Justice Ginsburg recalled to Supreme Court biographer Joan Biskupic an exchange she once had with O’Connor about the first majority opinion she was assigned to write as a neophyte justice. New justices were typically given easy unanimous opinions as their first assignments, however Chief Justice Bill Rehnquist had dropped a very complicated decision in her lap. “How can he do this to me, Sandra?” she vented. “You just have to do it, Ruth,” O’Connor replied. 

She did, of course, and she would go on to author over 200 majority opinions and a plethora of dissents and concurrences. 

Ginsburg would feel a bit alone on the bench after O’Connor retired in 2006 but would rejoice at the appointment of Sonia Sotomayor in 2009 and again at the appointment of Elena Kagan in 2010. Ginsburg once remarked that she took no small pleasure from watching Justice Kagan going toe-to-toe with Chief Justice Roberts, sparring with him behind the scenes when it came time to drafting opinions. 

Three female justices were, in RBG’s opinion, a good start, but just a start. “When I'm sometimes asked when will there be enough [women on the Supreme Court] and I say, 'When there are nine,' people are shocked,” Ginsburg once famously stated, “But there'd been nine men, and nobody's ever raised a question about that.” 

One of those men was ultra-conservative justice Antonin Scalia whose arrogance both Ginsburg and O’Connor could at times be exasperated by. RBG once commented that there were times she “wanted to strangle him.” In spite of their differences, however, Justices Ginsburg and Scalia quite famously became very good friends and were often seen attending the opera together, dining together, and going on various adventures together. 

In 2014, following a private lunch with President Barack Obama at the White House, speculation arose that President Obama had perhaps asked her to step down to make way for a younger liberal justice. He had not asked her to, Ginsburg revealed, offering that “The President eats very quickly and I eat very slowly.” When asked why Obama had invited her for lunch, if not to ask her to step aside, she speculated that it was simply because the president liked her and wanted to have lunch with her. “I also like him,” she declared.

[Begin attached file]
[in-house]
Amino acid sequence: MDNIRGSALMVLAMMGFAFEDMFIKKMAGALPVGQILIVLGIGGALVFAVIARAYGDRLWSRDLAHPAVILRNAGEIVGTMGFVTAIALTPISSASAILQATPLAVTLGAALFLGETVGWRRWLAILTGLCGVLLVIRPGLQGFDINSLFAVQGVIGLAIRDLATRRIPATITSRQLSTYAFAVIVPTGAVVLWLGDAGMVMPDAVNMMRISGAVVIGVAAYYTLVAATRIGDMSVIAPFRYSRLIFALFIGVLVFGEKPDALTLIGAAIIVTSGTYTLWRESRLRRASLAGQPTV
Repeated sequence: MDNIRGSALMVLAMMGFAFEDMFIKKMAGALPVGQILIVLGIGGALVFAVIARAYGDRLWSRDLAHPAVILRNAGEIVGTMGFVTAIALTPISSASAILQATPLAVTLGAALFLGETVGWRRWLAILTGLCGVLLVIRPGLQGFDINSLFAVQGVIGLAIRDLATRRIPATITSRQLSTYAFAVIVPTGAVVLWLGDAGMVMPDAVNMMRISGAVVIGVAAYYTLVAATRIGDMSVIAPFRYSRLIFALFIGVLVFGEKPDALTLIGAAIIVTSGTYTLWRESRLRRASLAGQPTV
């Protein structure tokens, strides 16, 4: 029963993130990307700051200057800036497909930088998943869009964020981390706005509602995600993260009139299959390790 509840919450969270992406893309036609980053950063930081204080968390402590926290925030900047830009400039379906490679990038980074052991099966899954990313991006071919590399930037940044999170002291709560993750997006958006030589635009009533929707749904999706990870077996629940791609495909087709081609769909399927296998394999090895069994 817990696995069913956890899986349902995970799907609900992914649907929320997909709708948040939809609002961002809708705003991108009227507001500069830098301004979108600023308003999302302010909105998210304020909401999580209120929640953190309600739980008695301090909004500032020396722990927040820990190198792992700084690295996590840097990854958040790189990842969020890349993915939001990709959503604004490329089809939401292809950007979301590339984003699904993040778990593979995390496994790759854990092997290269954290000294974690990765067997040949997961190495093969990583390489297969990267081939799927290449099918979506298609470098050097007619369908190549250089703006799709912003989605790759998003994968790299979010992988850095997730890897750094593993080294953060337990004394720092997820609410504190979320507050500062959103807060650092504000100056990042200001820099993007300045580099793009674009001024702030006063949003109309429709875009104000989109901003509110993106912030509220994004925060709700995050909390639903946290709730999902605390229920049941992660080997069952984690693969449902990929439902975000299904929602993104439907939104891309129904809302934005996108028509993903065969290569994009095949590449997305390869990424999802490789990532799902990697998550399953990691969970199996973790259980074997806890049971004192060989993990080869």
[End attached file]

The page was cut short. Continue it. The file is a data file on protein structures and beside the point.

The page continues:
Justice Ginsburg was once asked about her ambition to become a Supreme Court justice to which she responded that her first choice would have been to be an opera diva. She loved the opera. 

In court, however, Ruth Ginsburg was anything but a diva. She was quietly exacting in her questions and could be tough from the bench but she was never egocentric or theatrical. Scalia once observed that she could shake a lawyer who made a ridiculous argument before the court “like a dog with a bone.” 

Justice Ginsburg’s love of opera, incidentally, was so persistent that she worked out while listening to it, according to her personal trainer, Bryant Johnson. “When you know opera like she knows it, it gets you going,” Johnson remarked, “It has a beat.” 

RBG didn’t train in her old age simply to stay on the court in the hopes of outlasting the Trump administration, however; her motivation was down-to-earth and practical. “Exercise won’t make you live longer,” she said, “but it will improve your quality of life and enable you to get off the toilet by yourself.” 

Ruth Bader Ginsburg was, in the words of Justice Sotomayor, “a pathbreaking champion of women’s rights,” not only on the high court but throughout her long career as a professor, lawyer, and judge. She was also, of course, a modern American icon…our “Notorious RBG”…and her name will be well-remembered.